The Louisiana Legislature has advanced a bill that would reward restaurants using local fruits, vegetables and other food produced in the state.
Under the “Louisiana Buy Local Purchase Incentive Program,” eligible restaurants would receive a 4 percent reimbursement of cost of using locally produced products. The state began working on the program after last summer’s British Petroleum Deepwater Horizon oil spill crippled the state’s seafood industry.
Stan Harris, president and chief executive of the Louisiana Restaurant Association, said the group supports the bill as it “encourages the state’s owners and chefs to buy local product whenever possible.”
The bill would be in effect through 2014, with the option for the Legislature to extend it.
The program would grant up to $7 million per year with funds coming from fees assessed by the food producers, including those in seafood, beef, rice, yams, corn or other state-grown or harvested products.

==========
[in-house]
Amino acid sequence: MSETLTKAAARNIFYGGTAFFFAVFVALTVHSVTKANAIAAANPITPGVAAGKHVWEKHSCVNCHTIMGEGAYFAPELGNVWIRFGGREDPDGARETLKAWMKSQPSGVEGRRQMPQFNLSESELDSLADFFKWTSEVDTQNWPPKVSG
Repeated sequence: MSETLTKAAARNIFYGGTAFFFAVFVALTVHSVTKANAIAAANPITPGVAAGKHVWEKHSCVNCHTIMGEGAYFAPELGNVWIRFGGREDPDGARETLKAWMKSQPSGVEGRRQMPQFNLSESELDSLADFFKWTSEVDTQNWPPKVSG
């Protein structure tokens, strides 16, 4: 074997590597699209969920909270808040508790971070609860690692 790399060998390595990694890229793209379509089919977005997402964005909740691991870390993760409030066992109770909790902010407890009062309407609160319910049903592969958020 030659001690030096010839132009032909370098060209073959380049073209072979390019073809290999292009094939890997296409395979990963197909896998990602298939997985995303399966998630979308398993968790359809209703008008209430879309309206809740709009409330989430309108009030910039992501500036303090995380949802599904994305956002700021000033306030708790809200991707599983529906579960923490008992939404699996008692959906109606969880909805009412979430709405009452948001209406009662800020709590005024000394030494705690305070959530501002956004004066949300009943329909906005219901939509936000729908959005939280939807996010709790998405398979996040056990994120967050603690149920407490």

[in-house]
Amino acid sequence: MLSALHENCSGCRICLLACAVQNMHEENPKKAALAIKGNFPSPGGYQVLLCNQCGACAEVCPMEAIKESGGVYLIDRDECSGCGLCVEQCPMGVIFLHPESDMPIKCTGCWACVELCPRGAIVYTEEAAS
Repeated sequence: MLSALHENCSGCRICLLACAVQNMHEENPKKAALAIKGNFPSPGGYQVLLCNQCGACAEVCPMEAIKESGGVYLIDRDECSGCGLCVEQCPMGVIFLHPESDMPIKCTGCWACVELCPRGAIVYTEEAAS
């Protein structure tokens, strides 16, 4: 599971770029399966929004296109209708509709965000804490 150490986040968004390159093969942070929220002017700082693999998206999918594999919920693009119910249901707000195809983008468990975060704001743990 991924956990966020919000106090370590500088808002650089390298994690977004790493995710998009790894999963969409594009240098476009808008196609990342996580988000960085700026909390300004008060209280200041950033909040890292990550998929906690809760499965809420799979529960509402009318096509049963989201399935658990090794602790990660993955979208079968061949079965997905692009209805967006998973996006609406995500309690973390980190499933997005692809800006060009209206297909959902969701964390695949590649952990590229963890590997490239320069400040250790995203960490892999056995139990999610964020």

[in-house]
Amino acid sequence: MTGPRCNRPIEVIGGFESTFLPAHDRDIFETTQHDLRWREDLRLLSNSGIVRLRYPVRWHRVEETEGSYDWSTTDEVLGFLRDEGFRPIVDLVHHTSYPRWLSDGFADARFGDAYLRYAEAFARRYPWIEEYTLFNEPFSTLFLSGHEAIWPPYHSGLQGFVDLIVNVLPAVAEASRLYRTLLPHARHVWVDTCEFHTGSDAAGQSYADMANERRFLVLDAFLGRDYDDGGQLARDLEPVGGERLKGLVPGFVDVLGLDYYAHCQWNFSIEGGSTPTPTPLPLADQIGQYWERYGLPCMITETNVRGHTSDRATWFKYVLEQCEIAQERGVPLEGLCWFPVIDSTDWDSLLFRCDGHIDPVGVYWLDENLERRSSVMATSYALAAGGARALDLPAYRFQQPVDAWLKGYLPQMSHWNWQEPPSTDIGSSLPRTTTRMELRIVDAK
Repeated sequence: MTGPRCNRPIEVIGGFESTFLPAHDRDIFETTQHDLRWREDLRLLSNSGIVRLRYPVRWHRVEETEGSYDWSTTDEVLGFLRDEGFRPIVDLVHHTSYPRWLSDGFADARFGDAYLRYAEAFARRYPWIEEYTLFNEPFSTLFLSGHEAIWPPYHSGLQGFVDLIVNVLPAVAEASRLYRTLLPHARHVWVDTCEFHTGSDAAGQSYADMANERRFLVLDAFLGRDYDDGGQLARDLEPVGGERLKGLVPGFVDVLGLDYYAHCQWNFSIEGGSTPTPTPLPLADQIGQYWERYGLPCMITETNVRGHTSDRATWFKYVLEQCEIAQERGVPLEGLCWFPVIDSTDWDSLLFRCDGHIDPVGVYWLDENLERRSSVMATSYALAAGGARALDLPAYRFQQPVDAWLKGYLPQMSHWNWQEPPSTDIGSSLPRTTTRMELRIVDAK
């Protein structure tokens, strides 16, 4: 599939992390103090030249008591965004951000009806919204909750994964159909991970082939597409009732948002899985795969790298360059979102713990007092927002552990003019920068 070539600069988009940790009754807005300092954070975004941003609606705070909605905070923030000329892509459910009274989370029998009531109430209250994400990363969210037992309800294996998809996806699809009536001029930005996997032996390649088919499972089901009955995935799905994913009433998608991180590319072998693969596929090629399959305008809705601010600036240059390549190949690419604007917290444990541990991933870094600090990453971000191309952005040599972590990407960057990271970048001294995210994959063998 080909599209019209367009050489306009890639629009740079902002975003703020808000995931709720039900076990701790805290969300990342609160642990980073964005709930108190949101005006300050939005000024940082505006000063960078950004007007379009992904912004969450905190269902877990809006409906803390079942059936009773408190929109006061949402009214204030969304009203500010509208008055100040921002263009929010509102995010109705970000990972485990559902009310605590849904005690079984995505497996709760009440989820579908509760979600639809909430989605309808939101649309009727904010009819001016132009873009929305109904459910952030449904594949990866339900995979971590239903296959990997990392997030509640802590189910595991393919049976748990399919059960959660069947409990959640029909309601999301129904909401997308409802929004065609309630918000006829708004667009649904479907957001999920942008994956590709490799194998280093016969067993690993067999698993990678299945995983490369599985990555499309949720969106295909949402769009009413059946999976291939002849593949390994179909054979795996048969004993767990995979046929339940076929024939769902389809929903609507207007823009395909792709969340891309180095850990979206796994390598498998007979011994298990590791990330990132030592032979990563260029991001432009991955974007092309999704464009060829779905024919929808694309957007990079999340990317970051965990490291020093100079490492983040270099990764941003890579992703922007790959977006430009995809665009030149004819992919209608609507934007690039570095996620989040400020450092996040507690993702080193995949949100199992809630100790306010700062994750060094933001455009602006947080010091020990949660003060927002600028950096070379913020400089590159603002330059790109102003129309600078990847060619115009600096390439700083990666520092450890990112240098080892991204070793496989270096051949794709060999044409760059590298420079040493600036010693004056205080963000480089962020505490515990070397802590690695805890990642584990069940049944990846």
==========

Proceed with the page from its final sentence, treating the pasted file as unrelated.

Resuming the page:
The legislation, introduced by Sen. Fred Mills, R-St. Martinville, cleared the Senate 30-1 in May and the House Committee on Agriculture, Forestry, Aquaculture and Rural Development 10-0. It still must pass the full House, technical language in the Senate and then go to Gov. Bobby Jindal for approval.
The bill states: “The health, safety and welfare of the people of this state are dependent upon the continued encouragement, development, growth and expansion of Louisiana farmers and agricultural products. Louisiana residents rely on Louisiana farmers and agricultural processors as their primary source of safe, nutritional and affordable food.”
In addition, Harris said the LRA is working with the Louisiana State University Agriculture Center and the state’s agriculture commissioner to launch a chef/restaurant survey to determine what products they are interested in serving, and how much and how often they need certain products.
“This initiative will put the ‘farm-to-fork’ concept in to motion here in Louisiana,” Harris said.